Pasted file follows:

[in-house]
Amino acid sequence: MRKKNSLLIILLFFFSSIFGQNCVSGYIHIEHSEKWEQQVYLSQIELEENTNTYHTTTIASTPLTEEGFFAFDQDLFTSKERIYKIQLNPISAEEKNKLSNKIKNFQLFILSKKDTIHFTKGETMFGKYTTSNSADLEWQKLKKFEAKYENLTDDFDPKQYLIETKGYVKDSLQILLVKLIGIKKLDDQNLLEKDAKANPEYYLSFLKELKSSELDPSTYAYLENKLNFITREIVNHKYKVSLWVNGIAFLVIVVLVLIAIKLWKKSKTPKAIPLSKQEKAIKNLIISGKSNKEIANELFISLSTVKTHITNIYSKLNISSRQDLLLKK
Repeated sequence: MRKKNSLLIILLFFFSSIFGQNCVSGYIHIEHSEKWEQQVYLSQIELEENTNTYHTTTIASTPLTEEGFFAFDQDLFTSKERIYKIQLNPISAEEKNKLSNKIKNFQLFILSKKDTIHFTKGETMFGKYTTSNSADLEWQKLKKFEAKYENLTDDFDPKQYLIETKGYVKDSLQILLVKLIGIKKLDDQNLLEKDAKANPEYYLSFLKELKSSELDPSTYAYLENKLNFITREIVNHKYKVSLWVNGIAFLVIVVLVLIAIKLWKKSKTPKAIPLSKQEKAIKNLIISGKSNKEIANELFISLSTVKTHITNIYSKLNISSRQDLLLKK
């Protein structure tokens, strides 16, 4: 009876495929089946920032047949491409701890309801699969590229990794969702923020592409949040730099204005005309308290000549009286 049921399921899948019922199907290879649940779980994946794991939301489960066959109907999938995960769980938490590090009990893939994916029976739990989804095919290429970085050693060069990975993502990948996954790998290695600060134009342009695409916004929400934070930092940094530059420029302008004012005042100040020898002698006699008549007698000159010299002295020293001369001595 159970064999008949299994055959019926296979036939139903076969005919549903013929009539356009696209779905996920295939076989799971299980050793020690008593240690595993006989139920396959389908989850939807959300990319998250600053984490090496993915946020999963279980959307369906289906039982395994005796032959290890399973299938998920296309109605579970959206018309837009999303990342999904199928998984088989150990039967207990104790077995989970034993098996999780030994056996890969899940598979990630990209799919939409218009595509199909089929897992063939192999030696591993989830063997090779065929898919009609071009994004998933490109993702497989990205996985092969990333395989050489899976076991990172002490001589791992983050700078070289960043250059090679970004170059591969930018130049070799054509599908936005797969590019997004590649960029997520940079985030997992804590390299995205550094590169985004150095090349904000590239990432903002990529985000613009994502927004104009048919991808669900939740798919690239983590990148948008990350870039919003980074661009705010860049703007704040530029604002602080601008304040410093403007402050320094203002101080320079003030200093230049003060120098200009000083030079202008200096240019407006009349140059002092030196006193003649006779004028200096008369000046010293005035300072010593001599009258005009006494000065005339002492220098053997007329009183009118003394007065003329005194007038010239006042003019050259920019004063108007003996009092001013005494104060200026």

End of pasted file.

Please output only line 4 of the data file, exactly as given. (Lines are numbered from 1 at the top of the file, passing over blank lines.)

């Protein structure tokens, strides 16, 4: 009876495929089946920032047949491409701890309801699969590229990794969702923020592409949040730099204005005309308290000549009286 049921399921899948019922199907290879649940779980994946794991939301489960066959109907999938995960769980938490590090009990893939994916029976739990989804095919290429970085050693060069990975993502990948996954790998290695600060134009342009695409916004929400934070930092940094530059420029302008004012005042100040020898002698006699008549007698000159010299002295020293001369001595 159970064999008949299994055959019926296979036939139903076969005919549903013929009539356009696209779905996920295939076989799971299980050793020690008593240690595993006989139920396959389908989850939807959300990319998250600053984490090496993915946020999963279980959307369906289906039982395994005796032959290890399973299938998920296309109605579970959206018309837009999303990342999904199928998984088989150990039967207990104790077995989970034993098996999780030994056996890969899940598979990630990209799919939409218009595509199909089929897992063939192999030696591993989830063997090779065929898919009609071009994004998933490109993702497989990205996985092969990333395989050489899976076991990172002490001589791992983050700078070289960043250059090679970004170059591969930018130049070799054509599908936005797969590019997004590649960029997520940079985030997992804590390299995205550094590169985004150095090349904000590239990432903002990529985000613009994502927004104009048919991808669900939740798919690239983590990148948008990350870039919003980074661009705010860049703007704040530029604002602080601008304040410093403007402050320094203002101080320079003030200093230049003060120098200009000083030079202008200096240019407006009349140059002092030196006193003649006779004028200096008369000046010293005035300072010593001599009258005009006494000065005339002492220098053997007329009183009118003394007065003329005194007038010239006042003019050259920019004063108007003996009092001013005494104060200026």